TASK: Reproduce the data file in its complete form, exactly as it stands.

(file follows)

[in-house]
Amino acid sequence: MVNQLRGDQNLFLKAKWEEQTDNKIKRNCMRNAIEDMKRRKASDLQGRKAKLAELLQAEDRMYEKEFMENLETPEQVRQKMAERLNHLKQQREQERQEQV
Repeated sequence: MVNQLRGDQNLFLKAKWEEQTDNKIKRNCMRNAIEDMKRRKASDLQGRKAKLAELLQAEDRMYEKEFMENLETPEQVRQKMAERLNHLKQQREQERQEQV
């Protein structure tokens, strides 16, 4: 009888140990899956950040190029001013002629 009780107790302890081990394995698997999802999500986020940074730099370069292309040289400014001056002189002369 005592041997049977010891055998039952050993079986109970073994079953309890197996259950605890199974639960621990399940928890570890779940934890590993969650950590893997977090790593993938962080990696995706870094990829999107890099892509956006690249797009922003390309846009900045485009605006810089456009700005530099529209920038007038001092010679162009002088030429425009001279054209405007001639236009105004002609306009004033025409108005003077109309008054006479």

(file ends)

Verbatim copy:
[in-house]
Amino acid sequence: MVNQLRGDQNLFLKAKWEEQTDNKIKRNCMRNAIEDMKRRKASDLQGRKAKLAELLQAEDRMYEKEFMENLETPEQVRQKMAERLNHLKQQREQERQEQV
Repeated sequence: MVNQLRGDQNLFLKAKWEEQTDNKIKRNCMRNAIEDMKRRKASDLQGRKAKLAELLQAEDRMYEKEFMENLETPEQVRQKMAERLNHLKQQREQERQEQV
């Protein structure tokens, strides 16, 4: 009888140990899956950040190029001013002629 009780107790302890081990394995698997999802999500986020940074730099370069292309040289400014001056002189002369 005592041997049977010891055998039952050993079986109970073994079953309890197996259950605890199974639960621990399940928890570890779940934890590993969650950590893997977090790593993938962080990696995706870094990829999107890099892509956006690249797009922003390309846009900045485009605006810089456009700005530099529209920038007038001092010679162009002088030429425009001279054209405007001639236009105004002609306009004033025409108005003077109309008054006479």